Another important reform is in the law protecting whistleblowers. The Protected Disclosures Act 2014 ensures that there is a range of options open to those who want to report wrong doing. Now any Garda can have their complaints independently examined by the Garda Síochána Ombudsman Commission.

These are just two examples of important reforms that have taken place. As I have said on many occasions, there is no end to reform for any organisation. Reform is an ongoing journey of practical and cultural change that can never cease. As members, you must be open to new thinking and embrace change.

From a speech given by Justice Minister Frances Fitzgerald at the passing out ceremony in Templemore earlier today.

Read the speech in full here

Previously: Maurice McCabe And The Plastic Rat

‘Nothing Has Changed’

Eamonn Farrell/Rollingnews

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48 thoughts on “Protect And Preserve


    thanks franny i’ll remind the guard of this when he his baitn’ the head of me in templebar for back chatting to him

  2. Bonkers

    Ah good old Francie, as safe a pair of hands as you’ll get sticking the boot into Noirin in front of all those young Guards and their families. I bet O’Sullivan was clenching her arse as these words were spoken. ‘Fitzy, you’re embarrassing me in front of the kids’

    O’Sullivan has had two years in the job and we’re still talking about implementing reform, tis a long and winding road for sure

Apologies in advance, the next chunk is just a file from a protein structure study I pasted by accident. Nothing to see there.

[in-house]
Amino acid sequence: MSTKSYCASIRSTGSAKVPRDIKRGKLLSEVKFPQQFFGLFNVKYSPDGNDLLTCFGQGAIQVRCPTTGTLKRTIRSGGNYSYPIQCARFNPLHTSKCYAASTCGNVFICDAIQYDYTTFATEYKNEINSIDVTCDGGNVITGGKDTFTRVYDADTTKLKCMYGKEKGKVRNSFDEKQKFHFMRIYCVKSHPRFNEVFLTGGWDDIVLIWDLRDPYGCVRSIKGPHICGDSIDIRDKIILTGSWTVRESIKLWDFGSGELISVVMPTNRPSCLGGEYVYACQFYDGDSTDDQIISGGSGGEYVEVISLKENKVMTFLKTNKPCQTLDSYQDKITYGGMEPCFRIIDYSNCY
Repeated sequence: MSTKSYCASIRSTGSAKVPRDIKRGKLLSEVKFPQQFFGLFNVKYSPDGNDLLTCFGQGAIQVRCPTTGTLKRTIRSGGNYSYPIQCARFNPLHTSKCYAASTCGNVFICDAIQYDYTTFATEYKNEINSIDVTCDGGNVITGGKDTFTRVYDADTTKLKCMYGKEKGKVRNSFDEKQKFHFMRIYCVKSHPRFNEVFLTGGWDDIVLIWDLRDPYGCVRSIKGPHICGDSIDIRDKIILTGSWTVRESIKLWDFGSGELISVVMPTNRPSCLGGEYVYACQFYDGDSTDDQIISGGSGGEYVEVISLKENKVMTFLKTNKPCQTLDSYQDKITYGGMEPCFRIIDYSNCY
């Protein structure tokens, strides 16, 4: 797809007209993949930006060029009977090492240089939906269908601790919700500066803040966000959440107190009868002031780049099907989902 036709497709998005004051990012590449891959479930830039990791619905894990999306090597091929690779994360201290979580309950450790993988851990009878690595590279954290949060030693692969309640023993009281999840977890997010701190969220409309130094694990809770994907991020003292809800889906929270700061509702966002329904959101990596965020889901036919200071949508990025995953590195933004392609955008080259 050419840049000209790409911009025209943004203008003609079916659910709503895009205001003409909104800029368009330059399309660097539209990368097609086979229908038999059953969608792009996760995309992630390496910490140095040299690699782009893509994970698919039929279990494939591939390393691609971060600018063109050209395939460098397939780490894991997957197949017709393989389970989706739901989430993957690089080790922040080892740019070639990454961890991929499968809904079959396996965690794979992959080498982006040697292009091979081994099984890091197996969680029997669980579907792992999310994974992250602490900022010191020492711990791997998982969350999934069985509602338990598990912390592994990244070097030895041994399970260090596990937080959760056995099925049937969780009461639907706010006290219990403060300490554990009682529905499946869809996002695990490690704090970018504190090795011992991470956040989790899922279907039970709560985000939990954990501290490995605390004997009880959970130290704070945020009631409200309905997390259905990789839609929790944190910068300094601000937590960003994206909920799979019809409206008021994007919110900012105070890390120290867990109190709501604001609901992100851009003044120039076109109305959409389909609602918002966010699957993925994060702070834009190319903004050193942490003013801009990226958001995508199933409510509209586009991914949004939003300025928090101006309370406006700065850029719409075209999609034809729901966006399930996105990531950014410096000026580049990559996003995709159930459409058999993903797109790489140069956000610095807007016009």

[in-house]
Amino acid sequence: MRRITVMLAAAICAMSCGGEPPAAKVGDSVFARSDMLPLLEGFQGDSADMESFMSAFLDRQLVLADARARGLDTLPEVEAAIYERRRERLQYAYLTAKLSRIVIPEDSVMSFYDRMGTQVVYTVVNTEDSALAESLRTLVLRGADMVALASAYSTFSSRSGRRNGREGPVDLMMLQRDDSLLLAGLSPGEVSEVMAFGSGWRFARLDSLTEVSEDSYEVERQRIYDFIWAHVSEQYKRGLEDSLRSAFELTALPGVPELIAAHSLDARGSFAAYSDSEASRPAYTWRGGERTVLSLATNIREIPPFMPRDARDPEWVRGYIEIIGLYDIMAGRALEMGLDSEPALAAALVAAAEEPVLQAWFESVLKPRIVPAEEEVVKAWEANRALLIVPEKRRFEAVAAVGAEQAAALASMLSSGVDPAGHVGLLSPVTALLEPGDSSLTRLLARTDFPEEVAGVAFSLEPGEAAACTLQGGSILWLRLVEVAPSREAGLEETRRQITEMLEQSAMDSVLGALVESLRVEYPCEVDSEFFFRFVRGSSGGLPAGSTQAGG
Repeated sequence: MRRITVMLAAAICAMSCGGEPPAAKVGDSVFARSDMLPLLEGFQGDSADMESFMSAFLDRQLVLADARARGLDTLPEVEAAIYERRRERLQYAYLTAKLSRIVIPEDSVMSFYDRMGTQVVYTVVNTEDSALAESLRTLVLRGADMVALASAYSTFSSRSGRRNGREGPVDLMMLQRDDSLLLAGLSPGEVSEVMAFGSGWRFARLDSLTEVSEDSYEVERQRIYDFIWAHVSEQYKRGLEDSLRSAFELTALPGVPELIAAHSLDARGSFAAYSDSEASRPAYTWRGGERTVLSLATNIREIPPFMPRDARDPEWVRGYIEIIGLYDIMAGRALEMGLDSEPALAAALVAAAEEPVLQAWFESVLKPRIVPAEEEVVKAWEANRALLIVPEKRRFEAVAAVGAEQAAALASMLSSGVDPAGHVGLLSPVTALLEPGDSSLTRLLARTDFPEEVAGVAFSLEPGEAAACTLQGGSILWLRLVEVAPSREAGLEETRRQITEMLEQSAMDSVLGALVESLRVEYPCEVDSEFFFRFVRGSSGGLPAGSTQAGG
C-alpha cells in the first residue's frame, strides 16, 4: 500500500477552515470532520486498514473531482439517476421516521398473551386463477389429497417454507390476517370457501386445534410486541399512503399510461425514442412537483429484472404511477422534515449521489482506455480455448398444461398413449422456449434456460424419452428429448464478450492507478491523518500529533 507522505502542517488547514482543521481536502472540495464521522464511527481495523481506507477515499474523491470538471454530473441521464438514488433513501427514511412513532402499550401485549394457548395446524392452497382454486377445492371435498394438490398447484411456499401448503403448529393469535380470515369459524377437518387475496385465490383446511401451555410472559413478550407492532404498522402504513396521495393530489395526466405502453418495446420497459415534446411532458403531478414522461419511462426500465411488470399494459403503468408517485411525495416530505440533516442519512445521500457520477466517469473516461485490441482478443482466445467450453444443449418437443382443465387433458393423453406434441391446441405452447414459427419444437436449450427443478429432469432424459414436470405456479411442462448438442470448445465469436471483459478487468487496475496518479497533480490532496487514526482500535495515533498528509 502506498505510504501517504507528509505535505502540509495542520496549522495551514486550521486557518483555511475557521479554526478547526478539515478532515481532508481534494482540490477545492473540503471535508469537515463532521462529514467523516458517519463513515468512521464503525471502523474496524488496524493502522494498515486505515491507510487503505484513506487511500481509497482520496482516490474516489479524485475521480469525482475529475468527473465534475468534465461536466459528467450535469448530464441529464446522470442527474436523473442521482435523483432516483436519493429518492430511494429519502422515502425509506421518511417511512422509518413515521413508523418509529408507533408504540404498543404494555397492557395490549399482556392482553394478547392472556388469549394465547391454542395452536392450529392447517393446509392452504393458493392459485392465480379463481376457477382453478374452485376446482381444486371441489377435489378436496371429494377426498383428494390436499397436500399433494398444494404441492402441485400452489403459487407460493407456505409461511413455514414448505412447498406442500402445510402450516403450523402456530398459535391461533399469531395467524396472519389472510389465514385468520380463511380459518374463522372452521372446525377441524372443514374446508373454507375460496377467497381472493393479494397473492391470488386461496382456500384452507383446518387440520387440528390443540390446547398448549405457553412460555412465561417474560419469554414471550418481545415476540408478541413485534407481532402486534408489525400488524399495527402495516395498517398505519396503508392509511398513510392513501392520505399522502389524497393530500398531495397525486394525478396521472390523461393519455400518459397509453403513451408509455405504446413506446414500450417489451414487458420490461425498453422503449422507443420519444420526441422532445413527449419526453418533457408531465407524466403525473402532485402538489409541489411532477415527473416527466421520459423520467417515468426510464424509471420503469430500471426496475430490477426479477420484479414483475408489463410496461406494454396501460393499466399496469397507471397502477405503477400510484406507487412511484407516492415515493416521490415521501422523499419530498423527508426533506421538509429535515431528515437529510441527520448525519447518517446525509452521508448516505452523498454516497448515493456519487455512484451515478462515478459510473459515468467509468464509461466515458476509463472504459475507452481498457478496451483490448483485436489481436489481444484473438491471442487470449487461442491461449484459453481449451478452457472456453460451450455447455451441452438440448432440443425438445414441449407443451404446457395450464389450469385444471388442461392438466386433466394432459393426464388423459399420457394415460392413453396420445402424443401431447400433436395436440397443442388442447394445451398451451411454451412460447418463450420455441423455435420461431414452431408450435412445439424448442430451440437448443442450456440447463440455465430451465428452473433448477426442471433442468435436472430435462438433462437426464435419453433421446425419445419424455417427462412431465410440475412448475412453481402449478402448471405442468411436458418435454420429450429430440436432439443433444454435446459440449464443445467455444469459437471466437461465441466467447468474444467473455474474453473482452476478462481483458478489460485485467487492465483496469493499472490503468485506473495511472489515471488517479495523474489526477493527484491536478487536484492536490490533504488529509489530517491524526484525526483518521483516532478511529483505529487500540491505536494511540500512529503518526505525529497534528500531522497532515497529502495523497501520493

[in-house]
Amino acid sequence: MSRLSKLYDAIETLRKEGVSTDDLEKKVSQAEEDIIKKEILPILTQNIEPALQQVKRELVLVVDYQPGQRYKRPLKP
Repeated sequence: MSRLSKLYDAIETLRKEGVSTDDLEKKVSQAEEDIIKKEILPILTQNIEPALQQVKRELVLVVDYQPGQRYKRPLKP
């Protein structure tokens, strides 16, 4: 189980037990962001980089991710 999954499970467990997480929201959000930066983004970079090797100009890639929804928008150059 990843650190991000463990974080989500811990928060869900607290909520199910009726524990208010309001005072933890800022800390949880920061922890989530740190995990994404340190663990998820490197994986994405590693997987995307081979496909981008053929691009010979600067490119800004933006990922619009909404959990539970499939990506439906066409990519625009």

1. classter

      If this is ‘ticking the boot into Noirin’ then we really have a police force which is ridiculously over sensitive.

    1. Westbrit

      Really ? I’ve dealt with dozens over the years. Ive met some lazy , slovenly ill disciplined Gardai but I wouldn’t describe any of them as corrupt. There may well be corruption as there is in any police force but not to the degree that the conspiracy theorists on BS would have everyone believe.

      1. Cot

        Got robbed once. The gardai on that occasion told me they knew who did it, and all I had to say that it was them. I didn’t have a clue or not if it was that person, never having seen them. They put pressure on me to lie, but I didn’t, at which point I was verbally abused for ten minutes. I used to believe the gardai were clean in the main, a couple of bad apples, but otherwise fine. But then you look at the Dean Lyons case, the Frank Shortt case, the Brian Rossiter Case, the Frank McBreatty case, the ‘rape tape’ case, etc. etc. It’s the case that a huge percentage of the force are corrupt, and the rest just keep their mouths shut either through cowardice or fear. Without a doubt, the gardai further up the ranks are corrupt. And, in fairness, ask any junior gardai whether the upper ranks or clean or not and they’ll say ‘no.’

        1. Shayna

          I’ve got some friends who are PSNI officers -they scoff at the Gardaí. It’s a given that the Gardaí are corrupt/untrustworthy/…etc. (….that’s what they said!)

          1. Mairead

            @ Shayna

            The PSNI are the most corrupt police force, if you could even call them that, known to man. They’ll always be the RUC, changing their name changed nothing.

          2. Shayna

            @Mairead I’m not defending the RUC/PSNI, I merely made the comment to highlight a kettle calling the pot a certain colour. I think that policing the Police (whatever the colour of their uniform – or whatever brand they’re known as) is a fundamental to any society. If there’s no trust – it’s anarchy?